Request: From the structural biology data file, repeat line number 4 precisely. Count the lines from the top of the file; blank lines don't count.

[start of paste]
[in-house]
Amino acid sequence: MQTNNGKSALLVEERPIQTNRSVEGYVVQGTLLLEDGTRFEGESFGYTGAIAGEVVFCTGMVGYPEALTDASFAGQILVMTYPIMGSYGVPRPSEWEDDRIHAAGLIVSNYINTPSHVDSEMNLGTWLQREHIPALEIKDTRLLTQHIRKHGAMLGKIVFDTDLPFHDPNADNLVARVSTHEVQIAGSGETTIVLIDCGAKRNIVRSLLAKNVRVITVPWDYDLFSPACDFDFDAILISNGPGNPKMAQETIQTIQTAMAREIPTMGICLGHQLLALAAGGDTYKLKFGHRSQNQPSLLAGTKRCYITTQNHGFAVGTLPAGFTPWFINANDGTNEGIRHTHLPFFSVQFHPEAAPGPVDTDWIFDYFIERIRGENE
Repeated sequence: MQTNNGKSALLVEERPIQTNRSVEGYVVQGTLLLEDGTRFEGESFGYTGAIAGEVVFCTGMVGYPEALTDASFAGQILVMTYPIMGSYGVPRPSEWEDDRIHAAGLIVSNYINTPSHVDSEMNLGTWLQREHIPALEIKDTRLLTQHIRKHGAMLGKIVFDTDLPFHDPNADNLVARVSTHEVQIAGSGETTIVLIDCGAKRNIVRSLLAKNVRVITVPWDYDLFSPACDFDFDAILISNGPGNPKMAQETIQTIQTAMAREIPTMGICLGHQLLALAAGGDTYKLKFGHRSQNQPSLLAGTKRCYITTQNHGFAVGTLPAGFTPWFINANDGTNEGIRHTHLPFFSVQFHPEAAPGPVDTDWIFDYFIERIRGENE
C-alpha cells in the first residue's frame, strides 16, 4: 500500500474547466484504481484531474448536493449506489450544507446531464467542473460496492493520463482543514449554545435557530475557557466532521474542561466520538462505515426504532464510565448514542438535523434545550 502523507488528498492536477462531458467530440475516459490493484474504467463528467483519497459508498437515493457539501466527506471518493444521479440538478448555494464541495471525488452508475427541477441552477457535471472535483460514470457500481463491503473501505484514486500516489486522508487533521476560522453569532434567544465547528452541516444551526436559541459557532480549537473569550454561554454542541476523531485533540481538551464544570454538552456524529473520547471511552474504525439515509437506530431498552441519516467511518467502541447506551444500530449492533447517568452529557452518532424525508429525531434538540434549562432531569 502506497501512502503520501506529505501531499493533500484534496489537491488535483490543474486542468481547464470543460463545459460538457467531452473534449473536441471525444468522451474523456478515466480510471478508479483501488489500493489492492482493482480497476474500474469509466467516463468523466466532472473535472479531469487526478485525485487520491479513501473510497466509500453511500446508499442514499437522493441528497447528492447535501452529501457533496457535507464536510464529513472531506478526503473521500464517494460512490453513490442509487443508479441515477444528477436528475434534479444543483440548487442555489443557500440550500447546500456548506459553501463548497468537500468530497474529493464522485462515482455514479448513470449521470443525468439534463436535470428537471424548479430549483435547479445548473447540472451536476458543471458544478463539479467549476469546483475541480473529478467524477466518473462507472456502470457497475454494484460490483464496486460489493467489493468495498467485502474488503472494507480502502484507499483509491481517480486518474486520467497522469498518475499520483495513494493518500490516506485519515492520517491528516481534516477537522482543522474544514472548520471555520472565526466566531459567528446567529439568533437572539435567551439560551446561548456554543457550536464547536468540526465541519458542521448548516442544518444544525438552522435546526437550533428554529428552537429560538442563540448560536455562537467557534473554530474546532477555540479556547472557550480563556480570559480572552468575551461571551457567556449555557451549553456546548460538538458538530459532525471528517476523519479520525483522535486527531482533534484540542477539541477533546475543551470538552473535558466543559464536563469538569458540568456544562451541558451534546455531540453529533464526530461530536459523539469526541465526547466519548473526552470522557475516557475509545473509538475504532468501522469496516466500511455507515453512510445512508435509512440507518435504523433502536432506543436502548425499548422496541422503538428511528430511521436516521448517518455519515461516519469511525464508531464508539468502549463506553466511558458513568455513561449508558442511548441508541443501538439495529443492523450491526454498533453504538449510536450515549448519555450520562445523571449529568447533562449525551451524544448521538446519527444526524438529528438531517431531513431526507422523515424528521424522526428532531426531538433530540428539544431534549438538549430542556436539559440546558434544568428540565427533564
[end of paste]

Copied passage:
C-alpha cells in the first residue's frame, strides 16, 4: 500500500474547466484504481484531474448536493449506489450544507446531464467542473460496492493520463482543514449554545435557530475557557466532521474542561466520538462505515426504532464510565448514542438535523434545550 502523507488528498492536477462531458467530440475516459490493484474504467463528467483519497459508498437515493457539501466527506471518493444521479440538478448555494464541495471525488452508475427541477441552477457535471472535483460514470457500481463491503473501505484514486500516489486522508487533521476560522453569532434567544465547528452541516444551526436559541459557532480549537473569550454561554454542541476523531485533540481538551464544570454538552456524529473520547471511552474504525439515509437506530431498552441519516467511518467502541447506551444500530449492533447517568452529557452518532424525508429525531434538540434549562432531569 502506497501512502503520501506529505501531499493533500484534496489537491488535483490543474486542468481547464470543460463545459460538457467531452473534449473536441471525444468522451474523456478515466480510471478508479483501488489500493489492492482493482480497476474500474469509466467516463468523466466532472473535472479531469487526478485525485487520491479513501473510497466509500453511500446508499442514499437522493441528497447528492447535501452529501457533496457535507464536510464529513472531506478526503473521500464517494460512490453513490442509487443508479441515477444528477436528475434534479444543483440548487442555489443557500440550500447546500456548506459553501463548497468537500468530497474529493464522485462515482455514479448513470449521470443525468439534463436535470428537471424548479430549483435547479445548473447540472451536476458543471458544478463539479467549476469546483475541480473529478467524477466518473462507472456502470457497475454494484460490483464496486460489493467489493468495498467485502474488503472494507480502502484507499483509491481517480486518474486520467497522469498518475499520483495513494493518500490516506485519515492520517491528516481534516477537522482543522474544514472548520471555520472565526466566531459567528446567529439568533437572539435567551439560551446561548456554543457550536464547536468540526465541519458542521448548516442544518444544525438552522435546526437550533428554529428552537429560538442563540448560536455562537467557534473554530474546532477555540479556547472557550480563556480570559480572552468575551461571551457567556449555557451549553456546548460538538458538530459532525471528517476523519479520525483522535486527531482533534484540542477539541477533546475543551470538552473535558466543559464536563469538569458540568456544562451541558451534546455531540453529533464526530461530536459523539469526541465526547466519548473526552470522557475516557475509545473509538475504532468501522469496516466500511455507515453512510445512508435509512440507518435504523433502536432506543436502548425499548422496541422503538428511528430511521436516521448517518455519515461516519469511525464508531464508539468502549463506553466511558458513568455513561449508558442511548441508541443501538439495529443492523450491526454498533453504538449510536450515549448519555450520562445523571449529568447533562449525551451524544448521538446519527444526524438529528438531517431531513431526507422523515424528521424522526428532531426531538433530540428539544431534549438538549430542556436539559440546558434544568428540565427533564